And so, what is it you are still depending on for your salvation? Have you fled to the Lord Jesus Christ? If you have fled, do you continue to flee to Christ as your only hope, your only salvation, and as your only source of satisfaction?
The dictionary defines binoculars as “an optical instrument or device that has one or more lenses and is designed to aid in the viewing of objects not readily seen.” The gospel is like a set of binoculars when it comes to our salvation.
As we go deeper into the gospel we learn to spot where human effort is at work for salvation, rather than Christ’s finished work. Self-salvation is everywhere. It’s in movies, popular culture, on Christian radio, and even preached in pulpits across America. We need to be especially discerning in this area because it is so destructive to our lives, and yet so subtle.
Although, self-salvation is everywhere; where it especially lives is in our own hearts. That is why we need the gospel daily, because it magnifies areas in our lives where we are depending on our own effort for God’s approval, rather than Jesus’ righteousness. And so, do you have a set of gospel binoculars? If you do, then when you look through them at your life–what do you see?
I have been quite busy lately, so posts are few and far between. However, I did want to share that last Sunday I preached from Matthew 13:44-52. In this text, Jesus gives us the parable of the hidden treasure and the pearl of great value. The main point I made in the sermon is that the kingdom of heaven is invaluable because Jesus is invaluable.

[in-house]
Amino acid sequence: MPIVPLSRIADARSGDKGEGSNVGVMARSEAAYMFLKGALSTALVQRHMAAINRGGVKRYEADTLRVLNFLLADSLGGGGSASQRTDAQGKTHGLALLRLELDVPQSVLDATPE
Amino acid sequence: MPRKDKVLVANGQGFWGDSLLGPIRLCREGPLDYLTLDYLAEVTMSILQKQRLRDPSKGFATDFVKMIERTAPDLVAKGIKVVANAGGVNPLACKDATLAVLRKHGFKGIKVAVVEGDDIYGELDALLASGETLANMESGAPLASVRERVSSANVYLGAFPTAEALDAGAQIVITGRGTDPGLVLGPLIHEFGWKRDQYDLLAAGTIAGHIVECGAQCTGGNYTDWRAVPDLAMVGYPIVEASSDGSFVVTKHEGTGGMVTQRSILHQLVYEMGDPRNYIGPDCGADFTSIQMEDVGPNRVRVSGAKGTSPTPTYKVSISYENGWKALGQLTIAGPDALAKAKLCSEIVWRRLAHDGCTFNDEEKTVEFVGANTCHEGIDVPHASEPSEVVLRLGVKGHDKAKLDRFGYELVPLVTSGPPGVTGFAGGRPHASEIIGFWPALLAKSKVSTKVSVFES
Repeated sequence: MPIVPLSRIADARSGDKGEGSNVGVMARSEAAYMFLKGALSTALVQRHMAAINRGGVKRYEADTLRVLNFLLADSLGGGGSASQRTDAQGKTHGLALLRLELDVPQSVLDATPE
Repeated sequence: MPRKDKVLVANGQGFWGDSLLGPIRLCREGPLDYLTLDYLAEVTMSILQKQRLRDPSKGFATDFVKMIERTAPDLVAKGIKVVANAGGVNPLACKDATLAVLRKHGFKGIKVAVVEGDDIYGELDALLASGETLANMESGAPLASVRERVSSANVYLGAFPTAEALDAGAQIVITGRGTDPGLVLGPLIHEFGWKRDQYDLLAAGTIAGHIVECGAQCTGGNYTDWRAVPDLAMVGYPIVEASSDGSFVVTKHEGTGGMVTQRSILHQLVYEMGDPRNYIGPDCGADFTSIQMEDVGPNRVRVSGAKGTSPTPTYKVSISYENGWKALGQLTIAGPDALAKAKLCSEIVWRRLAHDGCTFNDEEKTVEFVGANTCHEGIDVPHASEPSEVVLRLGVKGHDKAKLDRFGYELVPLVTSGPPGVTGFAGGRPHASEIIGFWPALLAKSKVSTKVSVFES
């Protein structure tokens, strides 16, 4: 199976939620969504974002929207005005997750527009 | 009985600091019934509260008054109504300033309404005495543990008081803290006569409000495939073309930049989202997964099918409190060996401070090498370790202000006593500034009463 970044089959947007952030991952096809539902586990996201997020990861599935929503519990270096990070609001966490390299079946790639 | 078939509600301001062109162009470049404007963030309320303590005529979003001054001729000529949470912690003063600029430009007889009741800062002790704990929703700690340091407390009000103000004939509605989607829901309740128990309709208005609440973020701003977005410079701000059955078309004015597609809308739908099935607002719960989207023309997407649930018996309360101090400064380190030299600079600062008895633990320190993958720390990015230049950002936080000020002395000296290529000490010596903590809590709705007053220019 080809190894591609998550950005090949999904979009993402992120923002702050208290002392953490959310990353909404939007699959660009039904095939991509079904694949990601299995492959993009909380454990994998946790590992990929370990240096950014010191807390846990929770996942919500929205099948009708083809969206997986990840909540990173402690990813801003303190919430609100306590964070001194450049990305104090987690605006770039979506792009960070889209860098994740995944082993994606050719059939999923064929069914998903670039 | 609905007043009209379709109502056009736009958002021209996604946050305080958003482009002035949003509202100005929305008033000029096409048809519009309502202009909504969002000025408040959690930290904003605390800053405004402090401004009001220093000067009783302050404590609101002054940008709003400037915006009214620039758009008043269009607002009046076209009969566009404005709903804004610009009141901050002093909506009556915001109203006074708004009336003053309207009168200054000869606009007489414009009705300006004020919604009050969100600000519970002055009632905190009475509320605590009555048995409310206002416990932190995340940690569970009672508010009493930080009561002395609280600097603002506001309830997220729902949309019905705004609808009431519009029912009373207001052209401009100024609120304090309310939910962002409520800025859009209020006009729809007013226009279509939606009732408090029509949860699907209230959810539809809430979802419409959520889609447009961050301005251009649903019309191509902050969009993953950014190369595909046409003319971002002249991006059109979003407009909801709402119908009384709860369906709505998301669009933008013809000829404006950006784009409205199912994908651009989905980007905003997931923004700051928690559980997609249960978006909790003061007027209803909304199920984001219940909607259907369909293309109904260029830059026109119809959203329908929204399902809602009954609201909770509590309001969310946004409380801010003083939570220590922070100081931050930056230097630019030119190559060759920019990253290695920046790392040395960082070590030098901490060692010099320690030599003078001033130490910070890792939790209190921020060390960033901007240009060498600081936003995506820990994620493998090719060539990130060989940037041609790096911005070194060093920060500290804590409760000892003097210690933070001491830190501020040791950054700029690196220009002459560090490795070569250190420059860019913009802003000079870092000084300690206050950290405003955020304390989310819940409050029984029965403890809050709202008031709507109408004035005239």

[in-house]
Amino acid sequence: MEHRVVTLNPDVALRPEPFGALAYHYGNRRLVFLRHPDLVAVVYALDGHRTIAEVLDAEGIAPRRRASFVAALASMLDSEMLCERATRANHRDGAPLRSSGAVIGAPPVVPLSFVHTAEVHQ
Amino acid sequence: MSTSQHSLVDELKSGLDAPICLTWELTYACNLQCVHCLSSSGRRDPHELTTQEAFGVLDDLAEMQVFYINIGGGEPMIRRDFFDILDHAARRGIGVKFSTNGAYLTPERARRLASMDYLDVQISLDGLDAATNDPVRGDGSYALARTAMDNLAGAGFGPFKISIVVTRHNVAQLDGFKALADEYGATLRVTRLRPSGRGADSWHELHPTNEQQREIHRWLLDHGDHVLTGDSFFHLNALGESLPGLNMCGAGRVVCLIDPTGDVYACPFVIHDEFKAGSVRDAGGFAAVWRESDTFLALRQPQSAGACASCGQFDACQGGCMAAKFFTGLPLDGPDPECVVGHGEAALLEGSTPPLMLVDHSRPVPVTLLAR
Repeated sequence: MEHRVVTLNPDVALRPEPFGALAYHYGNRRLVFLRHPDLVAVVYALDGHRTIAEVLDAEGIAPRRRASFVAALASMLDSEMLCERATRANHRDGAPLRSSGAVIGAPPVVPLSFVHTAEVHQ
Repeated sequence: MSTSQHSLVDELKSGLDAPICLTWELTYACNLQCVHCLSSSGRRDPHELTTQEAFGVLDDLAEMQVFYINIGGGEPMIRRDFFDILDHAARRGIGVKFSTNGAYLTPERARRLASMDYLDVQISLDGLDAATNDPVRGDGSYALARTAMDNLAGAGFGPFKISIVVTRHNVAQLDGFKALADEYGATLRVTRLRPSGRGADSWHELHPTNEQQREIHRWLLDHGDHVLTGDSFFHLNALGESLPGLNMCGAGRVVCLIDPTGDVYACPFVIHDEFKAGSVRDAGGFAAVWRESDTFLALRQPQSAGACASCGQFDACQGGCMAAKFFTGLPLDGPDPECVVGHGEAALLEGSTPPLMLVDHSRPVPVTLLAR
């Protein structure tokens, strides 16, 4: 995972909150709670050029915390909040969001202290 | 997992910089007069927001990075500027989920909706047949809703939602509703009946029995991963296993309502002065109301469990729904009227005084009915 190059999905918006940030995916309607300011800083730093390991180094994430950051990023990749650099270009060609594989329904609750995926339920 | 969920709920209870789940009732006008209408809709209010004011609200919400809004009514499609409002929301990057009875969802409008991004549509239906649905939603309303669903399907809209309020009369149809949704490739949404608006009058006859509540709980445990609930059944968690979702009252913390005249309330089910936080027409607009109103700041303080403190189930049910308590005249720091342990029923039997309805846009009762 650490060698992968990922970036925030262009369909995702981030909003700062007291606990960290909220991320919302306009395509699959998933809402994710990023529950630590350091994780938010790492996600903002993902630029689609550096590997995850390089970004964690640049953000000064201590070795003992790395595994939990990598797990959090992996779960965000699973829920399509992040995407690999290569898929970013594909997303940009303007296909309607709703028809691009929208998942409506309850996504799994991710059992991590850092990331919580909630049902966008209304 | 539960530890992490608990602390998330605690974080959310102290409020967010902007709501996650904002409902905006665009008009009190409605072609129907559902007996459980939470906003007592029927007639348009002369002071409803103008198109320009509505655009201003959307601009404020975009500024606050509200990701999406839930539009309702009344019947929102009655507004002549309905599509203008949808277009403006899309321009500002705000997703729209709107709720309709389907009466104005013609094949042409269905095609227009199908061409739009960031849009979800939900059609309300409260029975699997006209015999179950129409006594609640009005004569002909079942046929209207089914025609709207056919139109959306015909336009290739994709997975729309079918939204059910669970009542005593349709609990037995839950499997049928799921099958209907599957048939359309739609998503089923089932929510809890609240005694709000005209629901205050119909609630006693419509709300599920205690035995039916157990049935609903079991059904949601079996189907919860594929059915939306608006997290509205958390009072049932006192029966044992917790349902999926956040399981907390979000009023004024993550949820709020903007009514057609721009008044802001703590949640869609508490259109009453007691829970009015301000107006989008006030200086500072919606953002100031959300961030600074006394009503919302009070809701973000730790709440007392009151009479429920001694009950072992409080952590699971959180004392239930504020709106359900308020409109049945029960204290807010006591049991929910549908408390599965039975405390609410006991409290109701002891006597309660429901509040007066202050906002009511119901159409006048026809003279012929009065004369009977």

Jesus is of infinite worth. He is that treasure hidden in a field and that one pearl to be possessed above all others. If Jesus is not of infinite value to us, then we must ask why? Jesus’ worth to us is only measured in proportion to our recognition of how worthless we are before God. In other words, we will only see Jesus as great to the degree that we see our sin as great against God. We must understand that we are sinful people; fully deserving of God’s wrath if we are to see the infinite value of Christ.
The value of Christ is that he gives me something I can’t do for myself and he gives me something I never deserved. When I realize I am nothing and have nothing except in Christ; then I get his everything–his worth, his value, his merit, his wealth, his resources, his riches, his excellence, his perfection, and his significance. These truths are not just the key to my salvation, but my sanctification. By seizing the infinite worth of Christ in my life so I will find that other things in my life will become less valuable to me.
We live in a culture of self-promotion. Consider for a moment the TV shows we watch and the websites we frequent. The gospel call us to something different. Let us be careful to heed Paul’s words:
Now concerning brotherly love you have no need for anyone to write to you, for you yourselves have been taught by God to love one another, for that indeed is what you are doing to all the brothers throughout Macedonia. But we urge you, brothers, to do this more and more, and to aspire to live quietly, and to mind your own affairs, and to work with your hands, as we instructed you, so that you may walk properly before outsiders and be dependent on no one. 1 Thessalonians 4:9-12